A market that’s seen the illustrious times of the Nawabs, Aminabad Market is the busiest and the oldest shopping hub of Lucknow. It is a delight for bargain shopping. You get every kind of consumer items here, from home utilities, utensils, chikan sarees, men’s wear, food items, books, artificial jewellery to local handicrafts.
Madan Sarees, Dupatta Mahal, Sargodha Cloth House, Om Prakash Seth, are the oldest shops here. While shopping, drop into some eateries and bakeries like Wahid Biryani and Alamgir, Kalika Chat House. The market remains closed on Thursdays.
SHOPPING MALL (sahara ganj MALL)
Sahara Ganj is an iconic mall, as it is said to be the first shopping mall in Lucknow. It is a large, five-storey mall, covering an area of around 5,25,000 square feet, housing many clothing brands like Manyavar, Peter England, Arrow, and even high-end fashion brands like Forever 21. It has supermarkets like Big Bazaar and Pantaloons for some pocket-friendly shopping. And while you’re out there shopping, you might get hungry. So don’t be surprised to find a food court, with outlets of Domino’s, Pizza Hut, Moti Mahal Deluxe, etcetera. For entertainment purposes, you can go, watch a movie in PVR. Or, you could try your hand at the games in the Gaming Zone! There’s just so much to do! This mall should be on your bucket list!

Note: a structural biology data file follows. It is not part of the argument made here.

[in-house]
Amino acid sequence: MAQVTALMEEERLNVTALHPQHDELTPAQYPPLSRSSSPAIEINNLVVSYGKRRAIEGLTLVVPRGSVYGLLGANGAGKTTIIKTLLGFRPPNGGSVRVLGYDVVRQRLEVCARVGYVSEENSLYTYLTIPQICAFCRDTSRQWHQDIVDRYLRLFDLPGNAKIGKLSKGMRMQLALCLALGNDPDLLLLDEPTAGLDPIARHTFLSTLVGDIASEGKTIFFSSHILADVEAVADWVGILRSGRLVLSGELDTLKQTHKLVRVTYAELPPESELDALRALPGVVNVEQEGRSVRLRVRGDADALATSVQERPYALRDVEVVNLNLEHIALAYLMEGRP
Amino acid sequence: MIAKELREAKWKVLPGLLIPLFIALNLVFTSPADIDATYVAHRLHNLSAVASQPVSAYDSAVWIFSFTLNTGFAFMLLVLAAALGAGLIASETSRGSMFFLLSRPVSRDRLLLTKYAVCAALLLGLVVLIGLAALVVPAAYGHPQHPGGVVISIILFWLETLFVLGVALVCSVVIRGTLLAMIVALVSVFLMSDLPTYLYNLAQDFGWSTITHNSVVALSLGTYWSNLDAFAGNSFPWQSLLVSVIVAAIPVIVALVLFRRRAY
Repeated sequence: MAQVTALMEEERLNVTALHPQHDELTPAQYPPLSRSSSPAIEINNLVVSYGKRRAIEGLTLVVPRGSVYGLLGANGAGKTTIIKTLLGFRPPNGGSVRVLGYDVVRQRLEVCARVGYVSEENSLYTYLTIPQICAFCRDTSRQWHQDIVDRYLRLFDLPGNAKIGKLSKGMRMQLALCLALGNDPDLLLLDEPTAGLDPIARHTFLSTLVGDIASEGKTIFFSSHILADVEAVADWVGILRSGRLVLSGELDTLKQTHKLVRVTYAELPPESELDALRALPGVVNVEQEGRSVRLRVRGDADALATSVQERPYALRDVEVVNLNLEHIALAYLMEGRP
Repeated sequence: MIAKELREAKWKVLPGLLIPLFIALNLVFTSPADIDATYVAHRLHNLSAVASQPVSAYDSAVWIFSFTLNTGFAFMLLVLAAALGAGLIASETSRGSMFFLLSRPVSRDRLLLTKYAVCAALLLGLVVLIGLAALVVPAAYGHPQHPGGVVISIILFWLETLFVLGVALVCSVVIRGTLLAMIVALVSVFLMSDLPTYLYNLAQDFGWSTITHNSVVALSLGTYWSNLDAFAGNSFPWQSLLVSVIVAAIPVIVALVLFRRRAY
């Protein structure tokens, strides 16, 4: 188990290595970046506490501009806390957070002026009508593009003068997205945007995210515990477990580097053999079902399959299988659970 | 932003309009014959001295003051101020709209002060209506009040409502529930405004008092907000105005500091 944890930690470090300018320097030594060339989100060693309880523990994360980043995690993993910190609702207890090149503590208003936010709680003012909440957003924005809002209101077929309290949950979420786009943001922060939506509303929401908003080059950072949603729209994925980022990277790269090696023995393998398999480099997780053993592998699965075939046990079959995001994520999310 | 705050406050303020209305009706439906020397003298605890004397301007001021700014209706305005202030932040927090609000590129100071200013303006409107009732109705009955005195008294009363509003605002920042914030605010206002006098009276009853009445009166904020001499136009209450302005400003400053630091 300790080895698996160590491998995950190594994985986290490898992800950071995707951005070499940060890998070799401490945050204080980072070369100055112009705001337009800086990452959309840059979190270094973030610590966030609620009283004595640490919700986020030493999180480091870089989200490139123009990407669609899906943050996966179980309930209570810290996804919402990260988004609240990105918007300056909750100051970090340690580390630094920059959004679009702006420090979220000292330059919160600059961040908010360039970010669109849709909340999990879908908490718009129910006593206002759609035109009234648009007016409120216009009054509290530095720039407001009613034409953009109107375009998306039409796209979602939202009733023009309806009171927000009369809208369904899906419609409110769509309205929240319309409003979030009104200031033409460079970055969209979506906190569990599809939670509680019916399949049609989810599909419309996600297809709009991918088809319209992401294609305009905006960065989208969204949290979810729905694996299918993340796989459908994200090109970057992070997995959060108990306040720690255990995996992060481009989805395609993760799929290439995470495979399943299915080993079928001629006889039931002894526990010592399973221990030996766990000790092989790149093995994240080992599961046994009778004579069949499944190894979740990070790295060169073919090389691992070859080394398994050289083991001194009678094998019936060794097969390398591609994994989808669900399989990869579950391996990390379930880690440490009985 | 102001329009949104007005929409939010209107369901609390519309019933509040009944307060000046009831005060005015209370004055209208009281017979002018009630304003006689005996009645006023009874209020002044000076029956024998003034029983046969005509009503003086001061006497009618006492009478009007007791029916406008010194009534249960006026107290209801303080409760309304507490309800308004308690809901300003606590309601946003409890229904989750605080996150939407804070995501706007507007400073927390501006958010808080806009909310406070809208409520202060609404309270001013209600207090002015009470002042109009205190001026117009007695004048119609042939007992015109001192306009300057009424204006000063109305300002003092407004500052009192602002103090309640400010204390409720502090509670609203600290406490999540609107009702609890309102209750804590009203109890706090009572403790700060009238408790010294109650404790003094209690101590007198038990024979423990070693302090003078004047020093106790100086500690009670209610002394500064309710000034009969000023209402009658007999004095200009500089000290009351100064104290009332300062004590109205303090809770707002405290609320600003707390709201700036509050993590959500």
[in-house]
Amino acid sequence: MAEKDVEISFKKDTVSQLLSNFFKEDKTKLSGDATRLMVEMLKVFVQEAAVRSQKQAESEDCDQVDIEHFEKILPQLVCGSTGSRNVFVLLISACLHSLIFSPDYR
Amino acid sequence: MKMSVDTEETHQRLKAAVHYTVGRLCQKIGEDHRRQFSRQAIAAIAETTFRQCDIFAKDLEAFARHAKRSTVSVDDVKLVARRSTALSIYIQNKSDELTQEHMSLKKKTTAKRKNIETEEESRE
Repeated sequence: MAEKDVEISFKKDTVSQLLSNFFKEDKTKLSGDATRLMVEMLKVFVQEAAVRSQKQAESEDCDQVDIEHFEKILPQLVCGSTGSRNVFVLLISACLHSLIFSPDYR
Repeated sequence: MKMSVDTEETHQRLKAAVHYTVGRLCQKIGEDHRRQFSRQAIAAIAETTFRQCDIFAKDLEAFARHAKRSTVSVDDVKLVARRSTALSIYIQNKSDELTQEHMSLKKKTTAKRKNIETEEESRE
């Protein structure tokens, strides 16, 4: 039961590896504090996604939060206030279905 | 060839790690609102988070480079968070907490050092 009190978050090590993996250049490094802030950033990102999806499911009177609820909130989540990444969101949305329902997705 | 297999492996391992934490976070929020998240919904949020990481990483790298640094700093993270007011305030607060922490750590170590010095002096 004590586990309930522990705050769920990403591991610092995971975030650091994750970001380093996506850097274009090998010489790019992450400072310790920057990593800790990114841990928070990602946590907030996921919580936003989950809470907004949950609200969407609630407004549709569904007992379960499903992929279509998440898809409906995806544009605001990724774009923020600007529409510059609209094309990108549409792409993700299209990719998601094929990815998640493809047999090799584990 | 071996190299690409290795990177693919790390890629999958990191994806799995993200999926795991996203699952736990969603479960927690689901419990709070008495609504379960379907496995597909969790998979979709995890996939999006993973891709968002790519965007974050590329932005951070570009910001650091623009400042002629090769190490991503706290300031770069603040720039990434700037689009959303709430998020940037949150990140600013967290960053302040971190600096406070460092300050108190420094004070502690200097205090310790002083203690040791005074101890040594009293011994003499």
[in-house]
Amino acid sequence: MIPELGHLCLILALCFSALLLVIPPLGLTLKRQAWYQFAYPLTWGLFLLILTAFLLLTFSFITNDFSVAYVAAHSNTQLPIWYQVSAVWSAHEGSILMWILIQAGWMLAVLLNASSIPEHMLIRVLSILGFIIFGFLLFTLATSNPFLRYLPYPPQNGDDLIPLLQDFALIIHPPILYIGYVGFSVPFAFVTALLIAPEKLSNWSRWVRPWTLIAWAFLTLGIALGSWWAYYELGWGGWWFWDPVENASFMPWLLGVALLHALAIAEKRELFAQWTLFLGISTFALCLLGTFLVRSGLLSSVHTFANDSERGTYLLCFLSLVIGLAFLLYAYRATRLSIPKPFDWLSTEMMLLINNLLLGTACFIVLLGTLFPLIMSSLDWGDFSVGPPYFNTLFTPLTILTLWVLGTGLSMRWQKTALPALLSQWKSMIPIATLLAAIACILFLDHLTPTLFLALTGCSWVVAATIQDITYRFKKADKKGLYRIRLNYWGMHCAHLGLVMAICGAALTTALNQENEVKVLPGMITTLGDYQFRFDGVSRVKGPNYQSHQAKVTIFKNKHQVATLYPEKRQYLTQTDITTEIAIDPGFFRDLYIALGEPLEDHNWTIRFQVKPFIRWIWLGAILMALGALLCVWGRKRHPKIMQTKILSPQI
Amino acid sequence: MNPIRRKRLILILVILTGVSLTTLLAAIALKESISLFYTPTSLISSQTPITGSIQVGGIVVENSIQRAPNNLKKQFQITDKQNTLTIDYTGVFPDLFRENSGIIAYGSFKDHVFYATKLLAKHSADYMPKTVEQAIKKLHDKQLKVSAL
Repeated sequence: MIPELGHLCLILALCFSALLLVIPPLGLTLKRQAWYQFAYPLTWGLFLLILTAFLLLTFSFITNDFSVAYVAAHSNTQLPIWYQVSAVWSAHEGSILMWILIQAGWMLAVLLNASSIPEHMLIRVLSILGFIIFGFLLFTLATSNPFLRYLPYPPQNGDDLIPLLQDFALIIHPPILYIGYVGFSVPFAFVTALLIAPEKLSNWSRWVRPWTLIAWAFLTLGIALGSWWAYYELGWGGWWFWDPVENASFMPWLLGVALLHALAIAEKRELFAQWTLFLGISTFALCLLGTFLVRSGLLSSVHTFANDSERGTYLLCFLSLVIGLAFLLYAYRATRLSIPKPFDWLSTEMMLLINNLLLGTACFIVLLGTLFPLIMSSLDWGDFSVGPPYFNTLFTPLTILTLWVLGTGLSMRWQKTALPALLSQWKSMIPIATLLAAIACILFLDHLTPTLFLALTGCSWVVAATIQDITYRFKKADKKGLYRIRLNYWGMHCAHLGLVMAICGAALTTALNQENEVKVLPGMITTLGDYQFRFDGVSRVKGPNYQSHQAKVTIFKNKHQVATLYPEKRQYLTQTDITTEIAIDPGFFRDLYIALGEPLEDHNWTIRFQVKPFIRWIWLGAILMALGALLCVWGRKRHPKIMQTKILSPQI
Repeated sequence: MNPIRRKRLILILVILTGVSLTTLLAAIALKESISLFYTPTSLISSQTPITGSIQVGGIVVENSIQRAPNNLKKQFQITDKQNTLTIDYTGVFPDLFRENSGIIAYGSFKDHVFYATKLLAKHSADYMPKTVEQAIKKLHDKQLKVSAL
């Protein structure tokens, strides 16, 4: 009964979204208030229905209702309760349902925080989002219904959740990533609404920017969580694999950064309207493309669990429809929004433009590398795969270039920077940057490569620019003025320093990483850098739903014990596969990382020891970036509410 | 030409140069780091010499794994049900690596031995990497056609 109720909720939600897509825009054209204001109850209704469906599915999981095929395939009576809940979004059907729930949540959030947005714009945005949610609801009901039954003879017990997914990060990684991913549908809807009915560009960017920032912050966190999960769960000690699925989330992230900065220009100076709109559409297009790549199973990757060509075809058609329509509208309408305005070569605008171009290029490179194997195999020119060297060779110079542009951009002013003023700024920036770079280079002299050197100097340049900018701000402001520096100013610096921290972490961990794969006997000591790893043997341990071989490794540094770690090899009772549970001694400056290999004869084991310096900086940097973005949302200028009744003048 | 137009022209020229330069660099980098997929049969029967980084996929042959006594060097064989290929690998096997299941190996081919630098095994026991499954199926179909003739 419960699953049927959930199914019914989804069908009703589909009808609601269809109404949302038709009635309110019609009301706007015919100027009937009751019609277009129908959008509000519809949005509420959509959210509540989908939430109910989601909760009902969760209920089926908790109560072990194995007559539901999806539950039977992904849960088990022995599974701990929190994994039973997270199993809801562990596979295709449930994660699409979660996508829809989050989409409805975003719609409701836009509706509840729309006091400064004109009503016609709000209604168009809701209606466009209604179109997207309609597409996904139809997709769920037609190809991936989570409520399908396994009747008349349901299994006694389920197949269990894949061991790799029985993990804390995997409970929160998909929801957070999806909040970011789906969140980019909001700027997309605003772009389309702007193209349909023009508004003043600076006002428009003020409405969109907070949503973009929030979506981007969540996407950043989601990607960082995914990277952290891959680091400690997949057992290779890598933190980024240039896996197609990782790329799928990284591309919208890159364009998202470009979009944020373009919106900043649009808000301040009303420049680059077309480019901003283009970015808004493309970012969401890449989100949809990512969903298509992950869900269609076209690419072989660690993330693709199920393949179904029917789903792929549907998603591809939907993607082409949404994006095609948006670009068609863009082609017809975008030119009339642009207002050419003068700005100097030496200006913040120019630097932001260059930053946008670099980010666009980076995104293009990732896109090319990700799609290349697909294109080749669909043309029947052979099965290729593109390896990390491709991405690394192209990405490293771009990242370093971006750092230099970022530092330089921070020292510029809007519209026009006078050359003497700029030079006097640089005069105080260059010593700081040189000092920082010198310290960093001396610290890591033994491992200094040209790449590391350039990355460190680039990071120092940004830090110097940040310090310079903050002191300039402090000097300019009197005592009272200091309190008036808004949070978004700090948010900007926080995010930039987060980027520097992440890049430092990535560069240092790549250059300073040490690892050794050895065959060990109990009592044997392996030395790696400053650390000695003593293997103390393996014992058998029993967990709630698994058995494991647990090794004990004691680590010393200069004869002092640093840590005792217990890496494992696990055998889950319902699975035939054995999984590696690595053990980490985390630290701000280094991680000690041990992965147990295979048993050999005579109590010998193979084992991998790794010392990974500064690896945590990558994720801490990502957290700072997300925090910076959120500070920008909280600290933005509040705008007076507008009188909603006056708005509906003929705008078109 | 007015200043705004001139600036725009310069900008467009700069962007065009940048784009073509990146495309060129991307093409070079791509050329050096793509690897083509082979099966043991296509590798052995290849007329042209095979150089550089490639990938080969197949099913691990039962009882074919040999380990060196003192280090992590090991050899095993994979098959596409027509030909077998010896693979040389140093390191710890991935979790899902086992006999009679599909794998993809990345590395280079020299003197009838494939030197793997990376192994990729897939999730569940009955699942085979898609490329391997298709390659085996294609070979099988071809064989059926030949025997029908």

PVR – Saharaganj Mall, Hazratganj is a popular theatre located at Saharaganj Mall, 4th Floor, Shahnajaf Road, Opposite Maruti Sizuki Showroom, Hazratganj, Central, Lucknow. PVR – Saharaganj Mall, Hazratganj has 4 screens. Movies now showing at PVR – Saharaganj Mall, Hazratganj are NONE. Facilities available at PVR – Saharaganj Mall, Hazratganj are Parking Facility, Dolby Atmos and Food And Beverage.
Claimed to be the largest park in Asia, Janeshwar Mishra Park houses expansive green gardens interspersed by water bodies that have abundant varieties of fish and paved trails for us, to stroll comfortably. To top it all, the open-air gyms and children’s area present here, makes it a treasured spot for the city dwellers.
Sahara Hospital was the project of Sahara India Medical Institute Limited, a subsidiary of Sahara Prime City Limited. It sits on a 27-acre (11 ha) campus at Gomti Nagar, in the neighbourhood of Lucknow. It was designed by Mumbai-based architect Hafeez Contractor. The construction contract for the hospital building (set at ₹490 million (US$6.9 million)) was given to Larsen & Toubro. The total cost of the project was ₹4 billion (US$56 million), which also included cost of medical equipment. Rising 70 metres (230 ft) and 19 floors, it was the tallest building in Lucknow when it opened.
The hospital was inaugurated on 12 February 2009 by Chhabi Roy, mother of founder and chairman of the Sahara India Pariwar Subrata Roy.